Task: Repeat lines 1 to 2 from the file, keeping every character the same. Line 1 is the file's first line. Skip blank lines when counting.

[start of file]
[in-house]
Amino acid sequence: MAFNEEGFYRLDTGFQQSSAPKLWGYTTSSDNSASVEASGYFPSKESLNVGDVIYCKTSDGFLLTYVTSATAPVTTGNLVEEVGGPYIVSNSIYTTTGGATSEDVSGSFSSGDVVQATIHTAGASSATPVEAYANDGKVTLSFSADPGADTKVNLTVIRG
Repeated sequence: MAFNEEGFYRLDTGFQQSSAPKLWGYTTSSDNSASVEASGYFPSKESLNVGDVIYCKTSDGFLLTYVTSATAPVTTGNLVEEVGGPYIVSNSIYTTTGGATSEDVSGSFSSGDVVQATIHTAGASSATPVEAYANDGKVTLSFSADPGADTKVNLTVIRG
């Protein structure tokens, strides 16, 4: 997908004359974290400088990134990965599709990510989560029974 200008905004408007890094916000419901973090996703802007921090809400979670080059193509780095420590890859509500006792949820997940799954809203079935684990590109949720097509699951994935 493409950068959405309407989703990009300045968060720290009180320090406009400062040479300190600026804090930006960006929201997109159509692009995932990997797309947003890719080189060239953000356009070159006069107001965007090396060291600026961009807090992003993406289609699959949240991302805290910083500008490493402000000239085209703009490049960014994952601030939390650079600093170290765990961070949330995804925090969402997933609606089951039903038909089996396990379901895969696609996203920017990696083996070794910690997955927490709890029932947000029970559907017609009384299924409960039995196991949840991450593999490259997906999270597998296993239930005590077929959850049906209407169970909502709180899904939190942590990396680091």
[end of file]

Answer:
[in-house]
Amino acid sequence: MAFNEEGFYRLDTGFQQSSAPKLWGYTTSSDNSASVEASGYFPSKESLNVGDVIYCKTSDGFLLTYVTSATAPVTTGNLVEEVGGPYIVSNSIYTTTGGATSEDVSGSFSSGDVVQATIHTAGASSATPVEAYANDGKVTLSFSADPGADTKVNLTVIRG